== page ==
1976 - B.A., Rider College, Biology
1982 - Ph.D., Rutgers University, Biochemistry
The principal focus of the ongoing research in my laboratory is the BRCA1 tumor suppressor gene and its role in the prevention of human breast and ovarian cancers. Using a molecular approach, my students and I seek to contribute to the understanding of BRCA1 gene function through characterizing the structure/function relationships of normal vs. defective BRCA1 encoded polypeptides.
In developing a procedure which allows for visual identification of BRCA1 protein(s) in extracts of tumor cells, students have employed a wide range of modern methodologies (e.g., peptide synthesis and characterization, polyclonal antibody production and purification, immunoprecipitation, SDS PAGE, western blotting, ECL detection, etc.) which can be applied to the study of most "rare" proteins.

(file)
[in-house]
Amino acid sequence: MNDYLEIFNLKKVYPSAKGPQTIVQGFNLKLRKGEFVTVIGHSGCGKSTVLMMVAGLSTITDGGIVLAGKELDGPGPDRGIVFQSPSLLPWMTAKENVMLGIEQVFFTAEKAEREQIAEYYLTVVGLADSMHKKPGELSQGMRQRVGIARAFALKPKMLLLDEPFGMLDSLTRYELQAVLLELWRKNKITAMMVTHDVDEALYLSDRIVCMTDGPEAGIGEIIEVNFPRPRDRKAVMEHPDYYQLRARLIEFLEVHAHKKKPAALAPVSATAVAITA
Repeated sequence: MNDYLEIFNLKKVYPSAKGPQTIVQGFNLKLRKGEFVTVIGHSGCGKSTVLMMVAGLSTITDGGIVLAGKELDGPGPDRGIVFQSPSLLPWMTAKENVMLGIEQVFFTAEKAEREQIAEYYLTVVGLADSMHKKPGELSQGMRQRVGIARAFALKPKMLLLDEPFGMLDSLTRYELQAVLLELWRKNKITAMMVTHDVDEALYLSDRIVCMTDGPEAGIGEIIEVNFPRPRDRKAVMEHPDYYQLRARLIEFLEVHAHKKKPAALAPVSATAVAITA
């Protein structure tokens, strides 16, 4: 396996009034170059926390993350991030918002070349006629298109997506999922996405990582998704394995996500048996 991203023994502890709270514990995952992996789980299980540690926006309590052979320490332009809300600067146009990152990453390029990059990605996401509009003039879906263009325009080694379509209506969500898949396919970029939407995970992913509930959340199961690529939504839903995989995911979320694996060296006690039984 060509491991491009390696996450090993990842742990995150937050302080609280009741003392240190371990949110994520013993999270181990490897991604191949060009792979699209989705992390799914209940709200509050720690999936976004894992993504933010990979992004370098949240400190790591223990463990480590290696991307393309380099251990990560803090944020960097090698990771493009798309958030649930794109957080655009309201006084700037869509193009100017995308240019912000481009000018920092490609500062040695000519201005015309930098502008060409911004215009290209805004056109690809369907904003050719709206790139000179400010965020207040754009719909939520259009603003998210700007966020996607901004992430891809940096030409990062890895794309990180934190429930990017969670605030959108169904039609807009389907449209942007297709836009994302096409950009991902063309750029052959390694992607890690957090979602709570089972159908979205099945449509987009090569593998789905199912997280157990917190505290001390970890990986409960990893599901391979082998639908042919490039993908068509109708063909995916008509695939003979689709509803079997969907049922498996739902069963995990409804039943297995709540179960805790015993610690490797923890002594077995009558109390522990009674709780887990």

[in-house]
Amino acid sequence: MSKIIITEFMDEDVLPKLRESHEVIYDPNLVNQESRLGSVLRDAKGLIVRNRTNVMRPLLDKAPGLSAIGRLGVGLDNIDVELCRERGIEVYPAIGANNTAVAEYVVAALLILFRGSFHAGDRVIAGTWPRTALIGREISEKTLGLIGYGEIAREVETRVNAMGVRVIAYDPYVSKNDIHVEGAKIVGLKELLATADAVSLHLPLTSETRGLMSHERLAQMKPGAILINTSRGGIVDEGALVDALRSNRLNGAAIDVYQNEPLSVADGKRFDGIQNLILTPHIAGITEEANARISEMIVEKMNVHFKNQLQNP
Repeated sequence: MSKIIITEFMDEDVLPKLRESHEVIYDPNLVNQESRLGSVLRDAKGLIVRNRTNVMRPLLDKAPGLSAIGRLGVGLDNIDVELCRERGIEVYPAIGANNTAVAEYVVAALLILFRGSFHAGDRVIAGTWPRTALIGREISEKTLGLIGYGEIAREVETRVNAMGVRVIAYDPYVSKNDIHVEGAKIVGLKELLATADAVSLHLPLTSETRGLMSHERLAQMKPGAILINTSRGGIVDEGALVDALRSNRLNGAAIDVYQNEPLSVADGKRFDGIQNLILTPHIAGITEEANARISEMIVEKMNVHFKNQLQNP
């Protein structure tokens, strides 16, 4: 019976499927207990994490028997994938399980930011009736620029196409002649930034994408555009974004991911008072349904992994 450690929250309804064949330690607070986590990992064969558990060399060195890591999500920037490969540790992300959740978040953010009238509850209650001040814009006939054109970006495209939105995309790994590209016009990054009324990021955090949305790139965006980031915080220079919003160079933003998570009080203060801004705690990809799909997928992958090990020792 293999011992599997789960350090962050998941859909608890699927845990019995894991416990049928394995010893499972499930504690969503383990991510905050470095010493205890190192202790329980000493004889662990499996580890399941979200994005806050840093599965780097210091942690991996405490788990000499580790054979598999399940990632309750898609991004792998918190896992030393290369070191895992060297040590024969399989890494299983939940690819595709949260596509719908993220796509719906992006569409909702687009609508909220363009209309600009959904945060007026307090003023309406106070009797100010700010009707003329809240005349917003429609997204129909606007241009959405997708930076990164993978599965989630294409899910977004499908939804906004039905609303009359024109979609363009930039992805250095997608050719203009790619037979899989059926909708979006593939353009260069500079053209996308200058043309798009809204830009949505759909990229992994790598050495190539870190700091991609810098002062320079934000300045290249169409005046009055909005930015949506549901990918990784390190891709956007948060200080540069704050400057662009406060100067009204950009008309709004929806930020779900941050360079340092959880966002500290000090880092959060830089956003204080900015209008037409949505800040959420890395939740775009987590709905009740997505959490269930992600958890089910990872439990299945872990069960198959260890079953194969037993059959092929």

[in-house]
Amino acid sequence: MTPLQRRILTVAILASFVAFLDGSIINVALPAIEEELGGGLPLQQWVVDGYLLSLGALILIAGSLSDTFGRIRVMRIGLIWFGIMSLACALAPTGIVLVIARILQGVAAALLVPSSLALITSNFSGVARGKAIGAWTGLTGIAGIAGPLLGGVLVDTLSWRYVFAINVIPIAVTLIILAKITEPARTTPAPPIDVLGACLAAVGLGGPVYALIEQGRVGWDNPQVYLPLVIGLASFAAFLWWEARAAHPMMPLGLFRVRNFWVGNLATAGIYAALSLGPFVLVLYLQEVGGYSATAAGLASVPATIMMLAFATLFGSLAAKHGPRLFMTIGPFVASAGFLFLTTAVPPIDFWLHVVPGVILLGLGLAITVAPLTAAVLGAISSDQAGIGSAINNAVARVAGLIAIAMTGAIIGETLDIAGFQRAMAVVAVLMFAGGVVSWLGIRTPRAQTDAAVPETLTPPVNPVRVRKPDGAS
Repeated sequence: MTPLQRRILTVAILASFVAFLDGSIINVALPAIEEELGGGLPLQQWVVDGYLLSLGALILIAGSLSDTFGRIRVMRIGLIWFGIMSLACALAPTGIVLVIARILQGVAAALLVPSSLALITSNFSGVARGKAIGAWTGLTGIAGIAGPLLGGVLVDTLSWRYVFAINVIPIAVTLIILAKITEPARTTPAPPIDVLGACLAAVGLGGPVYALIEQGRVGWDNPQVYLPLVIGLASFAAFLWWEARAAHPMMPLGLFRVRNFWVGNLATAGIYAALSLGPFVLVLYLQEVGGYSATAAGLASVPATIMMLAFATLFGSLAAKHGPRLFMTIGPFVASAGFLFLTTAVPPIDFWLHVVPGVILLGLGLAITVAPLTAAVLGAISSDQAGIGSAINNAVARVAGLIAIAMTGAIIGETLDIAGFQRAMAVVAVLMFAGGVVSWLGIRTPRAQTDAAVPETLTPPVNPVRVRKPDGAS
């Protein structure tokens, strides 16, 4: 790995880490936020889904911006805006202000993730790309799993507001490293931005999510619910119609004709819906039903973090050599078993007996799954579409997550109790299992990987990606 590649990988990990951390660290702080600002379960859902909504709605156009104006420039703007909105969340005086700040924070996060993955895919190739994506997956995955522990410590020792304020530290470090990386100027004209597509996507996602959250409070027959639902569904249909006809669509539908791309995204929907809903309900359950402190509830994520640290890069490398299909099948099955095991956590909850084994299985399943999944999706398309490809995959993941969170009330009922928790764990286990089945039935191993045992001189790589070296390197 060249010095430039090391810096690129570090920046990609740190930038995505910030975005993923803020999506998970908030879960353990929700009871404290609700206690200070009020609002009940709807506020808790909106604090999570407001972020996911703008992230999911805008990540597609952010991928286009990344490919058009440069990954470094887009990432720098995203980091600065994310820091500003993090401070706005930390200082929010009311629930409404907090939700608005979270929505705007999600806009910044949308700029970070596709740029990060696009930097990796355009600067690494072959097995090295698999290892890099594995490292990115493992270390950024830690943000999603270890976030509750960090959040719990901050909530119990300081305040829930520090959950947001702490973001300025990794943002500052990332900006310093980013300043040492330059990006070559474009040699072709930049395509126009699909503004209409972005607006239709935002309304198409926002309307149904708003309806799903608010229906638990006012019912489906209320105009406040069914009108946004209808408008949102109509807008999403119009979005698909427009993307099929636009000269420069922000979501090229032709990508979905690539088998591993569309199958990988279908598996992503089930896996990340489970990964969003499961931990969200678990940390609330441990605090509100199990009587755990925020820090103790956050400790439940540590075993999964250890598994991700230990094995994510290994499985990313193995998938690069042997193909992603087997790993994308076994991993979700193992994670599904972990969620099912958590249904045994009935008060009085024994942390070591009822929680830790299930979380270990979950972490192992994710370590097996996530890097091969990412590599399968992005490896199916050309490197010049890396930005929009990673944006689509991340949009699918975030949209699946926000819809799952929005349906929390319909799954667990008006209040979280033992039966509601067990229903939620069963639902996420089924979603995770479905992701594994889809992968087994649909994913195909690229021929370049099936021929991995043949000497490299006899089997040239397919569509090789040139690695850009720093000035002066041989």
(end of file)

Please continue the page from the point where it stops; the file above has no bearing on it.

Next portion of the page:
This research, in terms of its theoretical and practical content, is designed primarily to meet the needs of biochemistry and biology majors preparing to enter molecular-level research positions in graduate school or the workplace following graduation, though future medical students may also benefit from the clinically relevant nature of the project.